The Windows kernel driver is an interesting space that falls between persistence and privilege escalation. The origins of a vulnerable driver being used to elevate privileges may have begun in the gaming community as a way to hack or cheat in games, but also has potential beginnings with Stuxnet. Despite efforts from Microsoft to provide stable drivers and implement checks to prevent malicious or vulnerable drivers from loading, these controls are not yet widely implemented by organizations, leaving them vulnerable to driver-based attacks. For adversaries, drivers provide a layer of persistence not monitored by many tools, or prevented by antivirus products, without the risk of prevention controls causing an operating system error. As noted by Rapid7 in their 2021 research, other examples use a driver to unhook EDR callbacks or hide exploitation/rootkit artifacts. The adversary can write themselves a UEFI rootkit,overwrite all data (resulting in BSoD),or inject code into other processes. Drivers can be hard to determine as malicious or benign. As defenders, drivers can be a bit of a gray area as most organizations trust but do not verify what drivers are loaded, let alone monitor for new driver installation.
This blog post explores the nuances of drivers and what distinguishes them, examines the known knowns of vulnerable drivers, provides guidance on simulating adversary tradecraft with the Atomic Red Team, shares strategies for mitigating driver-related threats, and discusses Splunk Security Content available to defend against these types of attacks.
At a high level, what makes up a driver?
Two important components make up a Windows driver: a kernel service and a file on disk. However, monitoring for just .sys files on disk is not sufficient as third-party applications may load their own drivers from non-standard paths. Typically, drivers will be located under c:\windows\system32\drivers or C:\Windows\System32\DriverStore with the .sys file extension. During creation, the service part is usually installed as a KernelDriver type, although there are four types to be aware of: KernelDriver, FileSystemDriver, Win32OwnProcess, and Win32ShareProcess. For the purposes of this blog, we will focus only on kernel drivers. Additionally, it's important to note that Windows does not require drivers to have the .sys file extension; some third-party applications may use a different extension, such as .dll. These are all important factors to keep in mind.
Digital certificates are integral to Windows drivers. According to Microsoft, drivers must be signed in order to function properly. However, there are exceptions to this rule, such as the use of the test signing certificate or the Windows Driver Kit WDKTestCert. Unfortunately, some adversaries have exploited these vulnerabilities, as recently reported by CrowdStrike. Because drivers operate at the intersection of user and kernel mode, it is crucial that they are signed. In fact, the majority of vulnerable drivers are signed. Digital certificates can have a variety of states, including Signed, Unsigned, Expired, Bad Signature, Invalid Signature, Invalid Chain, Untrusted Root, or Explicit Distrust.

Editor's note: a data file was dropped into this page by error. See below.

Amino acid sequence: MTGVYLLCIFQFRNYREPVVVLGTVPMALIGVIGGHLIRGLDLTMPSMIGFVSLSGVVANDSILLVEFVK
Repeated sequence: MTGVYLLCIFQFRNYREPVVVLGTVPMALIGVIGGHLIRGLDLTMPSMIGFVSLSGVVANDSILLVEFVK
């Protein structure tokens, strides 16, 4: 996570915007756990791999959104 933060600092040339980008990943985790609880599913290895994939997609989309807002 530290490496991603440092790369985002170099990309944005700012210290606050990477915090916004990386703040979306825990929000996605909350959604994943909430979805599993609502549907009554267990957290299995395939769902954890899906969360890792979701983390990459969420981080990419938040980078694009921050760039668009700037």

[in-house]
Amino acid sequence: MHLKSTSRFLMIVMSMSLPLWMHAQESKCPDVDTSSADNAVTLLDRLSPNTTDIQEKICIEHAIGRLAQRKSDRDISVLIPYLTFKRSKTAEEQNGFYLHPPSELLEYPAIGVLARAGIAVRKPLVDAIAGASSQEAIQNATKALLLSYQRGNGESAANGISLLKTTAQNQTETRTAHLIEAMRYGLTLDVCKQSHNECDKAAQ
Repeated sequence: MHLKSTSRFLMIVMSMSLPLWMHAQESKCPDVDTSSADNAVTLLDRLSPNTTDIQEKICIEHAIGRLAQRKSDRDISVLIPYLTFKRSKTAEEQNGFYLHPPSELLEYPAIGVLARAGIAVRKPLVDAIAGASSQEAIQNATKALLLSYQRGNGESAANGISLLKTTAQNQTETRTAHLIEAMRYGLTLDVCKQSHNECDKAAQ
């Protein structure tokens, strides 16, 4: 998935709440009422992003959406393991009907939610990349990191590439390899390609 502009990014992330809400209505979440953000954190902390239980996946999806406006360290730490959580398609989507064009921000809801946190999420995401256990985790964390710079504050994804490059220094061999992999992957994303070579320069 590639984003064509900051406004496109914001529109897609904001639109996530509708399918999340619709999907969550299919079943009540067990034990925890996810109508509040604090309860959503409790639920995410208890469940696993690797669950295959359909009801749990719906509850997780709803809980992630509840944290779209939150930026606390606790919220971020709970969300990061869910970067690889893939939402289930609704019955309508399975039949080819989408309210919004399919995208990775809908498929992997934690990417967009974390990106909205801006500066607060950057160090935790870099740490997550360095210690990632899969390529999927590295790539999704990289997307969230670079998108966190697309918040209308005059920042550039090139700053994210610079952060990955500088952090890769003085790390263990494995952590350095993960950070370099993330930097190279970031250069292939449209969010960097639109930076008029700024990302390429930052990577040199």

Digital certificates are used to verify the authenticity and integrity of a Windows driver. When a driver is signed with a digital certificate, it means that the certificate's private key has been used to create a digital signature for the driver's code. This signature can then be verified by Windows to ensure that the driver has not been tampered with by a malicious actor. If the signature is invalid, Windows will refuse to load the driver. By requiring drivers to be signed, Windows provides an additional layer of protection against malware and other security threats.
On the certificate state, a certificate that is "signed" means that it has been verified by a trusted authority and is considered to be legitimate. An "unsigned" certificate has not been verified by a trusted authority and is often associated with malicious or suspicious software. An "expired" certificate means that it is no longer valid and should not be trusted. A "bad signature" or "invalid signature" means that the certificate's digital signature does not match the expected value, indicating that the certificate may have been tampered with. An "invalid chain" means that the certificate was not issued by a trusted root authority, while an "untrusted root" means that the root authority is not trusted by the operating system. These different states can have significant implications for the security of a driver, and it is important to monitor and address any certificates with problematic states.
Not every instance of a driver is considered a vulnerable driver. As summed up by Microsoft, vulnerable or malicious drivers may fall into the following categories:
- Known security vulnerabilities that can be exploited by attackers to elevate privileges in the Windows kernel